Experts of the International Atomic Energy Agency (IAEA) need access to a location near Ukraine’s Zaporizhzhia Nuclear Power Plant (NPP) to clarify the reason for a significant discrepancy between different measurements of the height of the reservoir that is supplying water to cool the facility’s six reactors and spent fuel storage, Director General Rafael Mariano Grossi said yesterday (11 June).
The level of the Kakhovka reservoir has been dropping rapidly since the downstream dam was severely damaged five days ago. However, the power plant reported over the weekend that it had been stable for about a day as measured at the inlet of the Zaporizhzhia Thermal Power Plant (ZTPP) where water is pumped into a channel for use at the nearby nuclear power plant.
By 9 am local time on Sunday, the water level by the Zaporizhzhia NPP was estimated at 11.27 metres, down from nearly 17 metres before the dam was breached, according to data received by the IAEA experts at the nuclear site.
However, the height is reportedly continuing to fall elsewhere in the huge reservoir, causing a possible difference of about two metres compared with the level reported by the ZTPP, IAEA said. The height of the water level is a key parameter for the continued operability of the water pumps.
“It is possible that this discrepancy in the measured levels is caused by an isolated body of water separated from the larger body of the reservoir. But we will only be able to know when we gain access to the thermal power plant,” Director General Grossi said.
At the current height of the reservoir by the nuclear power plant, the water pumps continue to be operable. At present, however, they are not continuously being operated as both the Zaporizhzia channel and the large cooling pond near the nuclear power plant are full, holding sufficient water reserves for several months of cooling requirements, IAEA said.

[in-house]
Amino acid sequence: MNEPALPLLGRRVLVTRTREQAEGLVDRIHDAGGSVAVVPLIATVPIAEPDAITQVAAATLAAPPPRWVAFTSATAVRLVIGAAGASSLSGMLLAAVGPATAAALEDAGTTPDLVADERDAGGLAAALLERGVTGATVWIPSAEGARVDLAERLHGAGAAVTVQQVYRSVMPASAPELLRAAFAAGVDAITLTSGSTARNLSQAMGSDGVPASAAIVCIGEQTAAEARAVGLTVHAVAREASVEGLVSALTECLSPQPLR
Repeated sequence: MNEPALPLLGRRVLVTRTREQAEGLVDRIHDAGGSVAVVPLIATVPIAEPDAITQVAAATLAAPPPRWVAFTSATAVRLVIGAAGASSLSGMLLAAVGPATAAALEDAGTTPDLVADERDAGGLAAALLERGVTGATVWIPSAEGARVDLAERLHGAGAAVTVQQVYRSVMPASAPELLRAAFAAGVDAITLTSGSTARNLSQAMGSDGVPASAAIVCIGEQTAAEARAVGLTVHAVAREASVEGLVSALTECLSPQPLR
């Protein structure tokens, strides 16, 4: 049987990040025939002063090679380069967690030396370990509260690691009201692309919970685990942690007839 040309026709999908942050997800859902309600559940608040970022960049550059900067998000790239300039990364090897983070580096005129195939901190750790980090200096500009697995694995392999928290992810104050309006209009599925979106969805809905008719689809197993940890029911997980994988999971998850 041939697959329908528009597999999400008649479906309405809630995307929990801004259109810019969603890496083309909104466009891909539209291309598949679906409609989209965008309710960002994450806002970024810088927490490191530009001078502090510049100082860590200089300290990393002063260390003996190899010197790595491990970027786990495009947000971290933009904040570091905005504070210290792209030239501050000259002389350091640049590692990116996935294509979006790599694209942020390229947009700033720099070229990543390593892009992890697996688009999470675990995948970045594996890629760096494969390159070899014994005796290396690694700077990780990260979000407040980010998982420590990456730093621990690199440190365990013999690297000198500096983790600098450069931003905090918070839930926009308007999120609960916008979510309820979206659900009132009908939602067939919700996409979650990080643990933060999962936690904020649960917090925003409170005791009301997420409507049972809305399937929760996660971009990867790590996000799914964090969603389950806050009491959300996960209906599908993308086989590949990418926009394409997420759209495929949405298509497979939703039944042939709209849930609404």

The Zaporizhzia NPP cooling pond and the facility’s discharge channel are both integral to continuing to supply cooling water and the Director General stressed again that maintaining their integrity is vital for the safety of the plant.
“The thermal power plant plays a key role in the safety and security of the nuclear power plant a few kilometres away. I fully expect that our experts will be able to go there very soon to independently assess the situation. I will also personally raise this important matter with the Zaporizhzia Nuclear Power Plant,” Mr Grossi added.
The Director General, who will travel to Kyiv and the Zaporizhzia NPP next week, reiterated that the IAEA also requires access to the electrical switchyard of the nuclear power plant.
The facility’s switchyard has in the past been used to provide backup power to the Zaporizhzia NPP, but its last 330 kilowatt (kV) line is still not available after being disconnected more than three months ago. Europe’s largest nuclear power plant now relies entirely on its sole remaining 750 kV power line for off-site electricity, which has been cut repeatedly since the military conflict began in February 2022.
Even though the Zaporizhzia NPP has not been producing electricity for several months now, it still needs access to water and power for cooling and other essential safety and security functions and to avoid the risk of a potential fuel meltdown and release of radioactive material, IAEA said.
At the nuclear power plant itself, five reactors are in cold shutdown, while the sixth – unit 5 – remains in hot shutdown to produce steam to support processes that contribute to safety on the site. The plant is considering the possibility of installing an independent steam boiler that would allow also unit 5 to be put in cold shutdown while still meeting the need for steam supply to the site, IAEA noted.